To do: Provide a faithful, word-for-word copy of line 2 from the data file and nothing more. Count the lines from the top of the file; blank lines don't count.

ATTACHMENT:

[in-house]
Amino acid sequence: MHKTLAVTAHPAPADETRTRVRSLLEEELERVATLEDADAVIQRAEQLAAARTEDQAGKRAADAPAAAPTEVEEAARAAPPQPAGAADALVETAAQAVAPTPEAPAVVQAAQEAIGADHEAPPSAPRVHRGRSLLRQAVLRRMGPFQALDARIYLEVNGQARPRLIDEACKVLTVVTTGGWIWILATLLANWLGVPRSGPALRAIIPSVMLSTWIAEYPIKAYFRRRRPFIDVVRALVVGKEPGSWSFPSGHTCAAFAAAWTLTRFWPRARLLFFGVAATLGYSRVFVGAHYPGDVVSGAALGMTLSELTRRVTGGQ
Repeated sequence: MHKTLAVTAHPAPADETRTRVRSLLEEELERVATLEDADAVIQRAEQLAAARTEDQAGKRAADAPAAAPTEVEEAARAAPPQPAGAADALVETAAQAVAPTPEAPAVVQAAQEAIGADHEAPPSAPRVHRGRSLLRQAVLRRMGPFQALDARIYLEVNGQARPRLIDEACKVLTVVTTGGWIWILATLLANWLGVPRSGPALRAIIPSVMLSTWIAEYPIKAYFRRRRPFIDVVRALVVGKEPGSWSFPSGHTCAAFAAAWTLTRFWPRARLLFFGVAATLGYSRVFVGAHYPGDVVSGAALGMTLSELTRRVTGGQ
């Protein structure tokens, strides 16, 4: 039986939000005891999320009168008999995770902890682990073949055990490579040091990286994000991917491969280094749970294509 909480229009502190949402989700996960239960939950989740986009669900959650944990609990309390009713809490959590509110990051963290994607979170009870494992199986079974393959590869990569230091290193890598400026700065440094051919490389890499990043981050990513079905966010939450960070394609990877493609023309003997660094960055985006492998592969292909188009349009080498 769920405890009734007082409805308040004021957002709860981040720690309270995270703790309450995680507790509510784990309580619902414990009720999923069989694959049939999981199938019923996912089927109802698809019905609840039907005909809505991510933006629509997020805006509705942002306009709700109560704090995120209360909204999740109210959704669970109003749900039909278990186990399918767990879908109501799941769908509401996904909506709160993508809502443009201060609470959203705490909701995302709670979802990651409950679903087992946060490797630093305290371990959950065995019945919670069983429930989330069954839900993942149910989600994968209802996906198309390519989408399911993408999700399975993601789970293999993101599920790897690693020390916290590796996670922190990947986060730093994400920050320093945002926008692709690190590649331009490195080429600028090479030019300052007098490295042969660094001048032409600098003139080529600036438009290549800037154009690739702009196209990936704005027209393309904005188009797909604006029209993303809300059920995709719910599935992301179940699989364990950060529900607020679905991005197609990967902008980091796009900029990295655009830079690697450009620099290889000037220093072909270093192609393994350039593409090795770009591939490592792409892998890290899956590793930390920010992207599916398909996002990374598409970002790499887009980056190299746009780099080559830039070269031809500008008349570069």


Amino acid sequence: MHKTLAVTAHPAPADETRTRVRSLLEEELERVATLEDADAVIQRAEQLAAARTEDQAGKRAADAPAAAPTEVEEAARAAPPQPAGAADALVETAAQAVAPTPEAPAVVQAAQEAIGADHEAPPSAPRVHRGRSLLRQAVLRRMGPFQALDARIYLEVNGQARPRLIDEACKVLTVVTTGGWIWILATLLANWLGVPRSGPALRAIIPSVMLSTWIAEYPIKAYFRRRRPFIDVVRALVVGKEPGSWSFPSGHTCAAFAAAWTLTRFWPRARLLFFGVAATLGYSRVFVGAHYPGDVVSGAALGMTLSELTRRVTGGQ